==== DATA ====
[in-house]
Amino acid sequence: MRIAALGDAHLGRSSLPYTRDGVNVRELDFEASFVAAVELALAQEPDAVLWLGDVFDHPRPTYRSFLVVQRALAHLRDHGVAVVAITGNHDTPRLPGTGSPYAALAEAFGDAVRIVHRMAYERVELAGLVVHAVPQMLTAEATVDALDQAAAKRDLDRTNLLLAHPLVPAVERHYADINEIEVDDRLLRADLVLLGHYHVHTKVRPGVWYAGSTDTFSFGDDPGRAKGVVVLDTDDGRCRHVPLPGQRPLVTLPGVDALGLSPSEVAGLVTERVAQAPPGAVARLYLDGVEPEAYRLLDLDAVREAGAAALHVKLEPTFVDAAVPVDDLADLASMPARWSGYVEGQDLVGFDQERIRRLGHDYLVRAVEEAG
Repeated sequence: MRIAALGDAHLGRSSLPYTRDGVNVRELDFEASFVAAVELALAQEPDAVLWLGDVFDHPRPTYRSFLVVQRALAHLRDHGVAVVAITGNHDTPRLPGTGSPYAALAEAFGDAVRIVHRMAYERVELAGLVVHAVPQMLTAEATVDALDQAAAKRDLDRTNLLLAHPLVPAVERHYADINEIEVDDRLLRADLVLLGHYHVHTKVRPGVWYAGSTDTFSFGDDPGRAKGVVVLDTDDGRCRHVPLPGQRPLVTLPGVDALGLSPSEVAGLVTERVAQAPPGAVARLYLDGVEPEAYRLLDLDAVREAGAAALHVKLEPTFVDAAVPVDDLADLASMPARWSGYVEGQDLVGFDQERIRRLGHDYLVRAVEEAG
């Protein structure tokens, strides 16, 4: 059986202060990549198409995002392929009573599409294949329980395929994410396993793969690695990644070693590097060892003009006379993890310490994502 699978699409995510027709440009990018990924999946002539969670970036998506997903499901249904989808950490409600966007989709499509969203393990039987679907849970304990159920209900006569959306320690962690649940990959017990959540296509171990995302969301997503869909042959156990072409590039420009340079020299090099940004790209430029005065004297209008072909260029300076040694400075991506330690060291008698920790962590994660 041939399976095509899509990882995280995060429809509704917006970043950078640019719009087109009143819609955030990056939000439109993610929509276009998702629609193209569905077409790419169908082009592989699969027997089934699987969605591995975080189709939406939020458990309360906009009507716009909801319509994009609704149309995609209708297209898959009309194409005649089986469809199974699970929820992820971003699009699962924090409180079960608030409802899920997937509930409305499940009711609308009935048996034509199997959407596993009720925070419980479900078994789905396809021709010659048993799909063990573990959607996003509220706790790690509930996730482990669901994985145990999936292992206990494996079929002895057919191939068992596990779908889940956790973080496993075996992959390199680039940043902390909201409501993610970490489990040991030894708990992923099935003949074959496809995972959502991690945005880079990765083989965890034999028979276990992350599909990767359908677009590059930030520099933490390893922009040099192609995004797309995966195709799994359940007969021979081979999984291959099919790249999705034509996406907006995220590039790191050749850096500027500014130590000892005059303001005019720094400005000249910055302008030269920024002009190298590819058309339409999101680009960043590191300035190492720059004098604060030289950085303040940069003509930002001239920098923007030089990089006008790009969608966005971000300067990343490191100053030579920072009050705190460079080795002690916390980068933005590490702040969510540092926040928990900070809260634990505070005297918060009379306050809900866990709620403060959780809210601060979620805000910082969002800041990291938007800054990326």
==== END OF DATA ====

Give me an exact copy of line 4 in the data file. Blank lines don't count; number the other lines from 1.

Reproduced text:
């Protein structure tokens, strides 16, 4: 059986202060990549198409995002392929009573599409294949329980395929994410396993793969690695990644070693590097060892003009006379993890310490994502 699978699409995510027709440009990018990924999946002539969670970036998506997903499901249904989808950490409600966007989709499509969203393990039987679907849970304990159920209900006569959306320690962690649940990959017990959540296509171990995302969301997503869909042959156990072409590039420009340079020299090099940004790209430029005065004297209008072909260029300076040694400075991506330690060291008698920790962590994660 041939399976095509899509990882995280995060429809509704917006970043950078640019719009087109009143819609955030990056939000439109993610929509276009998702629609193209569905077409790419169908082009592989699969027997089934699987969605591995975080189709939406939020458990309360906009009507716009909801319509994009609704149309995609209708297209898959009309194409005649089986469809199974699970929820992820971003699009699962924090409180079960608030409802899920997937509930409305499940009711609308009935048996034509199997959407596993009720925070419980479900078994789905396809021709010659048993799909063990573990959607996003509220706790790690509930996730482990669901994985145990999936292992206990494996079929002895057919191939068992596990779908889940956790973080496993075996992959390199680039940043902390909201409501993610970490489990040991030894708990992923099935003949074959496809995972959502991690945005880079990765083989965890034999028979276990992350599909990767359908677009590059930030520099933490390893922009040099192609995004797309995966195709799994359940007969021979081979999984291959099919790249999705034509996406907006995220590039790191050749850096500027500014130590000892005059303001005019720094400005000249910055302008030269920024002009190298590819058309339409999101680009960043590191300035190492720059004098604060030289950085303040940069003509930002001239920098923007030089990089006008790009969608966005971000300067990343490191100053030579920072009050705190460079080795002690916390980068933005590490702040969510540092926040928990900070809260634990505070005297918060009379306050809900866990709620403060959780809210601060979620805000910082969002800041990291938007800054990326």